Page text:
(In saying, “He ascended,” what does it mean but that he had also descended into the lower regions, the earth? He who descended is the one who also ascended far above all the heavens, that he might fill all things.) And he gave the apostles, the prophets, the evangelists, the shepherds and teachers, to equip the saints for the work of ministry, for building up the body of Christ, until we all attain to the unity of the faith and of the knowledge of the Son of God, to mature manhood, to the measure of the stature of the fullness of Christ, so that we may no longer be children, tossed to and fro by the waves and carried about by every wind of doctrine, by human cunning, by craftiness in deceitful schemes. Rather, speaking the truth in love, we are to grow up in every way into him who is the head, into Christ, from whom the whole body, joined and held together by every joint with which it is equipped, when each part is working properly, makes the body grow so that it builds itself up in love.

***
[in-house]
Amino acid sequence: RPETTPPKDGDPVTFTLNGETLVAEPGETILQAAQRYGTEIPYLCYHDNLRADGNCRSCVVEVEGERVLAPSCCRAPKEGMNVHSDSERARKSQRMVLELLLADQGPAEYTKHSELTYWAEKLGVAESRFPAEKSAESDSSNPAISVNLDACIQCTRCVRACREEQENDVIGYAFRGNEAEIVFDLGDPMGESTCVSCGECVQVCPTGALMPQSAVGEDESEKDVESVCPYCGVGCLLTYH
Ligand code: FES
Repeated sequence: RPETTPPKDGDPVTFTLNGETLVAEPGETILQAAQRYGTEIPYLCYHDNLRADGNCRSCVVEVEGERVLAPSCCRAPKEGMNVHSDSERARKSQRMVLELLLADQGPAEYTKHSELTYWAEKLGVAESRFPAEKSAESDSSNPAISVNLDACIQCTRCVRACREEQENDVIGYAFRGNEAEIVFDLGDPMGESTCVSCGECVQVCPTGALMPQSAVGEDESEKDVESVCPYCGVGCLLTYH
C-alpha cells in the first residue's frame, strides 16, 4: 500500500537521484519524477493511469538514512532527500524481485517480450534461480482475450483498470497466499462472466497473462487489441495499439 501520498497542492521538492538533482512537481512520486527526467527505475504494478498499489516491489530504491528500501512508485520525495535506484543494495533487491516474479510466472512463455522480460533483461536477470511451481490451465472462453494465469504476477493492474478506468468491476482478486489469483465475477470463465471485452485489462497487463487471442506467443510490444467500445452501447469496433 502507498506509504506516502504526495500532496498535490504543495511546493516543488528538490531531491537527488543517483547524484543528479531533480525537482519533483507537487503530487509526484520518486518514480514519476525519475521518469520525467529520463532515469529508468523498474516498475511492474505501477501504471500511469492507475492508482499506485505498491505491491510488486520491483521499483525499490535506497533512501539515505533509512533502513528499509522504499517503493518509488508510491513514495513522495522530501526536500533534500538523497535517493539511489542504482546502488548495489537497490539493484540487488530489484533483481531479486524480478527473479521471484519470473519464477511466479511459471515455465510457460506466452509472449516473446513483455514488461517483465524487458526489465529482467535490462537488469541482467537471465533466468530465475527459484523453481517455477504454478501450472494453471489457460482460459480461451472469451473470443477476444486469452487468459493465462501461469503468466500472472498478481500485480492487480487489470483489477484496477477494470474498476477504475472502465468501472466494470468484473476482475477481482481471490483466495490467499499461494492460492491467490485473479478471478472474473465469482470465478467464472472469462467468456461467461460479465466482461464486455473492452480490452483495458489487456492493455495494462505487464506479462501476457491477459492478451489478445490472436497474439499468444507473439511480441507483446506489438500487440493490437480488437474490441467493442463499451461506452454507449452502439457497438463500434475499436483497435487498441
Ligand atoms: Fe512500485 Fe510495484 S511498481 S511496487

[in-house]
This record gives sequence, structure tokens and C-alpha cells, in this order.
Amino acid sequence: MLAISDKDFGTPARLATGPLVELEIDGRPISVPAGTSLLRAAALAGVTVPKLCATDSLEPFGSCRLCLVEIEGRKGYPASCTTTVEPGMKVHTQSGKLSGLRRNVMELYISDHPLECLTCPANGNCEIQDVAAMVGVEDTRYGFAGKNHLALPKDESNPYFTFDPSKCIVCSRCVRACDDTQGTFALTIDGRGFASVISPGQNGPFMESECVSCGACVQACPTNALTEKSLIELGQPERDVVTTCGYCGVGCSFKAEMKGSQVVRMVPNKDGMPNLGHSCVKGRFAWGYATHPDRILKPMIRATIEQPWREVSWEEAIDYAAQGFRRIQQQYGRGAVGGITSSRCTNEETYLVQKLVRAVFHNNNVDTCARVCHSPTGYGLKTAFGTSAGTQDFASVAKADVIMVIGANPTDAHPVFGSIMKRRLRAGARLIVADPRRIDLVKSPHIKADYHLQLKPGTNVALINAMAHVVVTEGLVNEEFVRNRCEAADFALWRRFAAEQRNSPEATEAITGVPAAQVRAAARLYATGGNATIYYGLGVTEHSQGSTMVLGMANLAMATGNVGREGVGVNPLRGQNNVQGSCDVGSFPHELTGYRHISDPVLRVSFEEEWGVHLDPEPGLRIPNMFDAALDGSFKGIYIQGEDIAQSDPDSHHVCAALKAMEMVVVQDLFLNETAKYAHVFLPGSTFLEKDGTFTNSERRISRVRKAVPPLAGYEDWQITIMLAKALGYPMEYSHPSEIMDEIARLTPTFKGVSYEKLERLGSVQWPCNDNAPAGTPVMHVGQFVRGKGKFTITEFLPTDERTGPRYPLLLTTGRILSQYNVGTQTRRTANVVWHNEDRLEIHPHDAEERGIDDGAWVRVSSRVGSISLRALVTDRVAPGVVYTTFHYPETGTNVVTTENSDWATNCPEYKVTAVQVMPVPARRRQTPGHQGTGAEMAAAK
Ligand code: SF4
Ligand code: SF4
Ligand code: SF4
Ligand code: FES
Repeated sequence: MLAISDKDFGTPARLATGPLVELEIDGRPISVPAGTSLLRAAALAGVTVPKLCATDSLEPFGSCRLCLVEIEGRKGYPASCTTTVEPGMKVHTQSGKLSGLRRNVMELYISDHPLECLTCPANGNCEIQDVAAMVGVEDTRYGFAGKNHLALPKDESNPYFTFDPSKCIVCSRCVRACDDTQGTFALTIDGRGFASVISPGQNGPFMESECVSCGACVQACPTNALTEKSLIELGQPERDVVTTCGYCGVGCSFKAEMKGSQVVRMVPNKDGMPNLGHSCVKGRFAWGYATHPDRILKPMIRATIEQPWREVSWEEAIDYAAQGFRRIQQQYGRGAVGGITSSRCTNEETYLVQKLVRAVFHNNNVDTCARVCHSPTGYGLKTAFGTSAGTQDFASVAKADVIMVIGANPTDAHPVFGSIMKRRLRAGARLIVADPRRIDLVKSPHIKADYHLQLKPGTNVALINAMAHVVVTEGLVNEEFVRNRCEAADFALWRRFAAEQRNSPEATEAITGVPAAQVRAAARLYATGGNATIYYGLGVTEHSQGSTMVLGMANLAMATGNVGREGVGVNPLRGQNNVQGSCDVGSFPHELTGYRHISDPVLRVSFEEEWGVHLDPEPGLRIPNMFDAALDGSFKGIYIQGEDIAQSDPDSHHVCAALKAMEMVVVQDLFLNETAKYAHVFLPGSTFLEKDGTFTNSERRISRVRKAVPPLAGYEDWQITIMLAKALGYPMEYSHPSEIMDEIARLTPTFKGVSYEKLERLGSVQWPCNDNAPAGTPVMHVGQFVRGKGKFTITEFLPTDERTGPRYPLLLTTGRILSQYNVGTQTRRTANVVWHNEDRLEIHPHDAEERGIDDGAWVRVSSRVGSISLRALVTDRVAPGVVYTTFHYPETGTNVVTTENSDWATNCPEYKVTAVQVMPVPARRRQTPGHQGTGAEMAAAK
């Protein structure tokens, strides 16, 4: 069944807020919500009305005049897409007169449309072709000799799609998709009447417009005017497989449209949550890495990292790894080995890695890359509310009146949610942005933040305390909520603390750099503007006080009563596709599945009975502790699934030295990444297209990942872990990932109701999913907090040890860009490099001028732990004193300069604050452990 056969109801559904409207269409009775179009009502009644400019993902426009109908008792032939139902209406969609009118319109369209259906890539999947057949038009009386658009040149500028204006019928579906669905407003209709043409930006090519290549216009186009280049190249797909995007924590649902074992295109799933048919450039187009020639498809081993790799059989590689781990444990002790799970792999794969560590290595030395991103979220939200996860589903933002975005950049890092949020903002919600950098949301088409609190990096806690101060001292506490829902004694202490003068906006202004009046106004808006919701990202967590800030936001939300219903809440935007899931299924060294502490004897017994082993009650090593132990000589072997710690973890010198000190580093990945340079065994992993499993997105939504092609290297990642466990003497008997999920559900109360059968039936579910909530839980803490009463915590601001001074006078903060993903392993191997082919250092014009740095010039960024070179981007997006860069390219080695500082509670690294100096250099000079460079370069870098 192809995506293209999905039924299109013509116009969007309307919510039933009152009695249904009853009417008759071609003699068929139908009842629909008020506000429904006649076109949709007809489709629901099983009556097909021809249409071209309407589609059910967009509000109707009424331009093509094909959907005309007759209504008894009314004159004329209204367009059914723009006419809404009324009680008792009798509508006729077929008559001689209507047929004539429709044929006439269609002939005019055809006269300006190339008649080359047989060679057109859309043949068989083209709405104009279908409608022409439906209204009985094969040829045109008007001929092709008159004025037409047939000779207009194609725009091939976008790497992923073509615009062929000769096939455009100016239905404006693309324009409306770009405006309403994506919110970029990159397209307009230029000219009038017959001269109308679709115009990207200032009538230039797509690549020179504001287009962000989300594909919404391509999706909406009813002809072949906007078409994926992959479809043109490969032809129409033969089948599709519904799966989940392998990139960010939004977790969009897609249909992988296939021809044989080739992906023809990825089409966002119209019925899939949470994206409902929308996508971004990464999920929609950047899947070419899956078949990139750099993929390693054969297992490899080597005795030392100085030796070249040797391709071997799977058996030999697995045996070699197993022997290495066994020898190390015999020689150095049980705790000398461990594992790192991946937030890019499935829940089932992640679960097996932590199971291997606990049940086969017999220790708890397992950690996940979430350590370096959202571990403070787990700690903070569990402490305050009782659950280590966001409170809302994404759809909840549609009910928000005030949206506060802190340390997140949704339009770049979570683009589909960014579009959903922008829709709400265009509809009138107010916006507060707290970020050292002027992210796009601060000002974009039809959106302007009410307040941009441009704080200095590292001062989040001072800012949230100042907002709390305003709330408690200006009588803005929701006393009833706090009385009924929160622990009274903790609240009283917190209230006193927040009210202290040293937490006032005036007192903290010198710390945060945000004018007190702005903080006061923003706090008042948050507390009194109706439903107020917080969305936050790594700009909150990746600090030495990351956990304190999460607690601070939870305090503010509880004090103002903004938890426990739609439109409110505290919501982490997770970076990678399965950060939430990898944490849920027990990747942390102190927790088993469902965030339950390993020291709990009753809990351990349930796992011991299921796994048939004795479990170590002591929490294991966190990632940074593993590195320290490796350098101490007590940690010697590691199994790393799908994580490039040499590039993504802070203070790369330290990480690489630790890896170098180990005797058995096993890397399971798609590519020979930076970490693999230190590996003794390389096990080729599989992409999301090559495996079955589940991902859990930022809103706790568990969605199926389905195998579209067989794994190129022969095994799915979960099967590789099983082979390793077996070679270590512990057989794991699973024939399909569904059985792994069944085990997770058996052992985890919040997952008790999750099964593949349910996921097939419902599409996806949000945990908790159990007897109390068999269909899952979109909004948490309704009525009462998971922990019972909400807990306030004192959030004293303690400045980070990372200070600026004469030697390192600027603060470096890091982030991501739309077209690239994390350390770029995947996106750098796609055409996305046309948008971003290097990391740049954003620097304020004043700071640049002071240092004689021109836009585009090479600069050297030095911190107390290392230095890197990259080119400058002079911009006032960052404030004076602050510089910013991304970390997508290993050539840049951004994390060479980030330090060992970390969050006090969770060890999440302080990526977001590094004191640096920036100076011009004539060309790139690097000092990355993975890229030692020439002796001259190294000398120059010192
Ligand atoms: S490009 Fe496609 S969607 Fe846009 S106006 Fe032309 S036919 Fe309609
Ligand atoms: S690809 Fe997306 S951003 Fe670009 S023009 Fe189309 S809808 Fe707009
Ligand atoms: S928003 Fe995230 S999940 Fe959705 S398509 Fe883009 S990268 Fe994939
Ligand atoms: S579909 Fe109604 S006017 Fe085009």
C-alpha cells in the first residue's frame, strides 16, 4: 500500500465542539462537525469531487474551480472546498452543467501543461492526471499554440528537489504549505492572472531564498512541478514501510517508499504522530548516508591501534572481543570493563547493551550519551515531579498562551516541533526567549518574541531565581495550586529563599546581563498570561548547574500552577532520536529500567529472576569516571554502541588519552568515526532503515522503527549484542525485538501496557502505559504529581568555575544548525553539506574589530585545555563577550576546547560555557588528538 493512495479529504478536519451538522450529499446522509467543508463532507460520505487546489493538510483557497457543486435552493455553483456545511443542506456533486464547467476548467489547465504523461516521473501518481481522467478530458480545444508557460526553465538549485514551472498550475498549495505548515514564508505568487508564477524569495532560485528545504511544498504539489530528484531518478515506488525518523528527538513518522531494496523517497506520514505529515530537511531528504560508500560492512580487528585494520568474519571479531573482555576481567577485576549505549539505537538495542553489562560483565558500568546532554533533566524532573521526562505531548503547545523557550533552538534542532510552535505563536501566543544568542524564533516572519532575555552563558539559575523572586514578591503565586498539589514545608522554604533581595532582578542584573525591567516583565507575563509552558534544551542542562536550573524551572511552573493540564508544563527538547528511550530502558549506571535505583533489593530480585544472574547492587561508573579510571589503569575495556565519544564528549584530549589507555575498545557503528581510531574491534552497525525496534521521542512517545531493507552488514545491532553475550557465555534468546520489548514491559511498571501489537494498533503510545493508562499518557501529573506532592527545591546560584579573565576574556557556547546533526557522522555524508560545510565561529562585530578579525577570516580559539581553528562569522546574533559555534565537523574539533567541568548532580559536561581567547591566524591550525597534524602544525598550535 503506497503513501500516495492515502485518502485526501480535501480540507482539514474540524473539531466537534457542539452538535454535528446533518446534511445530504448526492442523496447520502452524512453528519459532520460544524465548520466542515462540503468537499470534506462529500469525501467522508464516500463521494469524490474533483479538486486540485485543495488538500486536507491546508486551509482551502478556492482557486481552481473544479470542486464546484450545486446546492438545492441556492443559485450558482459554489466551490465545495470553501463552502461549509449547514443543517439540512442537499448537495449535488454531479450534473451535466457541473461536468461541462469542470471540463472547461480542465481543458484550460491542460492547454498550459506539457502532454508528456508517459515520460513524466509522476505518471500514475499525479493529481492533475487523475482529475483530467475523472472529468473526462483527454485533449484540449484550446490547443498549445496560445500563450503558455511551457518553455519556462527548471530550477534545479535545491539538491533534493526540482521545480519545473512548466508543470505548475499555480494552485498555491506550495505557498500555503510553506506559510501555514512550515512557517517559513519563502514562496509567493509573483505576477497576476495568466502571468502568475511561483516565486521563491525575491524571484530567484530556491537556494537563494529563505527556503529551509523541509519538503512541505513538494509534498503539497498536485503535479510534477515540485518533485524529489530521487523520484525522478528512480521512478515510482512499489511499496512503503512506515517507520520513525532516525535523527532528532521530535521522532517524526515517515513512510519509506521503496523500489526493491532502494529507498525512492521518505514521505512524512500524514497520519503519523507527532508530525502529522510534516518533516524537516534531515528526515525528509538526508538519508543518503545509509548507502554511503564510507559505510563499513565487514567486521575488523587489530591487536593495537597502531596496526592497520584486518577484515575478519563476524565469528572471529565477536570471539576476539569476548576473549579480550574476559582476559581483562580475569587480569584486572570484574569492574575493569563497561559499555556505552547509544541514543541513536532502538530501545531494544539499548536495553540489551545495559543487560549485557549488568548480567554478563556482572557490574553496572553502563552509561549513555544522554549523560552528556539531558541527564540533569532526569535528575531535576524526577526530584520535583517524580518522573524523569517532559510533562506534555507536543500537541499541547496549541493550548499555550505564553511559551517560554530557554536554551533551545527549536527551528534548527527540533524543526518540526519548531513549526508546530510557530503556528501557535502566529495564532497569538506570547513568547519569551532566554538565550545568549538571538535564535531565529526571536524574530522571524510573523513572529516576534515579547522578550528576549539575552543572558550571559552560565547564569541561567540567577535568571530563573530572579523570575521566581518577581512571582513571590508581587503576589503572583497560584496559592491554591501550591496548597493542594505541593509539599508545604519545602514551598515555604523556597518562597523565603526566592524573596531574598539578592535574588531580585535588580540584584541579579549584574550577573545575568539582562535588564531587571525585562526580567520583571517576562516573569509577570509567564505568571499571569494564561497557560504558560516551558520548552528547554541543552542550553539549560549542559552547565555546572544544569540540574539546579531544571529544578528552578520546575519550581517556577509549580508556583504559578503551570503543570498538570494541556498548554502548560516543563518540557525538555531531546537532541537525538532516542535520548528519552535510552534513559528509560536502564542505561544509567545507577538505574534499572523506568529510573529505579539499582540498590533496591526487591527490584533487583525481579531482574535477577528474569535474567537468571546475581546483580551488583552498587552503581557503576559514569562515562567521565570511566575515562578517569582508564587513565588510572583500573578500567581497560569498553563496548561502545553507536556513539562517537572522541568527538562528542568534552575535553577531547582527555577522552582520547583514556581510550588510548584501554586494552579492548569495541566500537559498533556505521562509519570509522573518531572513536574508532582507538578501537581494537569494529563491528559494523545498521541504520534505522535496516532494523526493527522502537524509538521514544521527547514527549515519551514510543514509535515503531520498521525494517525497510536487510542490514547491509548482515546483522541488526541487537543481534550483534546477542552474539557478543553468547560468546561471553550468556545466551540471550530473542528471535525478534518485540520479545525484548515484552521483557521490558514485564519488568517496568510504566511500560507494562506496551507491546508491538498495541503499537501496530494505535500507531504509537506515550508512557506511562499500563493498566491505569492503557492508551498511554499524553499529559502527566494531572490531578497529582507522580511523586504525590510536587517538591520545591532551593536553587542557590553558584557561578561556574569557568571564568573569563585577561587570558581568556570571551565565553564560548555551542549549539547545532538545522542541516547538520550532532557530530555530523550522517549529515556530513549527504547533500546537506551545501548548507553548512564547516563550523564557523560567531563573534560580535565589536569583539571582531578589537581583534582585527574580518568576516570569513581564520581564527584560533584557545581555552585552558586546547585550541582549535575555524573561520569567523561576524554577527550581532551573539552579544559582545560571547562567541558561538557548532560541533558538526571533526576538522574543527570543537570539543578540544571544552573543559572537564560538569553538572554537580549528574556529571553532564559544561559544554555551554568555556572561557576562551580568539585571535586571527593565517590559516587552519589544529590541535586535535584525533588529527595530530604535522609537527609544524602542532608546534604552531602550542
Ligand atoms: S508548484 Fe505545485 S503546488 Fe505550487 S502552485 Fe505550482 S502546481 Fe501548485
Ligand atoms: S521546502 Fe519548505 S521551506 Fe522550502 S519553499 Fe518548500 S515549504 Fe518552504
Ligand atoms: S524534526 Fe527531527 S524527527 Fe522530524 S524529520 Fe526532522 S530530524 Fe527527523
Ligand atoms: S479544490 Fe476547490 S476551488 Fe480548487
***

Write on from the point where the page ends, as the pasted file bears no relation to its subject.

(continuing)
Exodus 34:5-9 (ESV)
The Lord descended in the cloud and stood with him there, and proclaimed the name of the Lord. The Lord passed before him and proclaimed, “The Lord, the Lord, a God merciful and gracious, slow to anger, and abounding in steadfast love and faithfulness, keeping steadfast love for thousands, forgiving iniquity and transgression and sin, but who will by no means clear the guilty, visiting the iniquity of the fathers on the children and the children's children, to the third and the fourth generation.” And Moses quickly bowed his head toward the earth and worshiped. And he said, “If now I have found favor in your sight, O Lord, please let the Lord go in the midst of us, for it is a stiff- necked people, and pardon our iniquity and our sin, and take us for your inheritance.”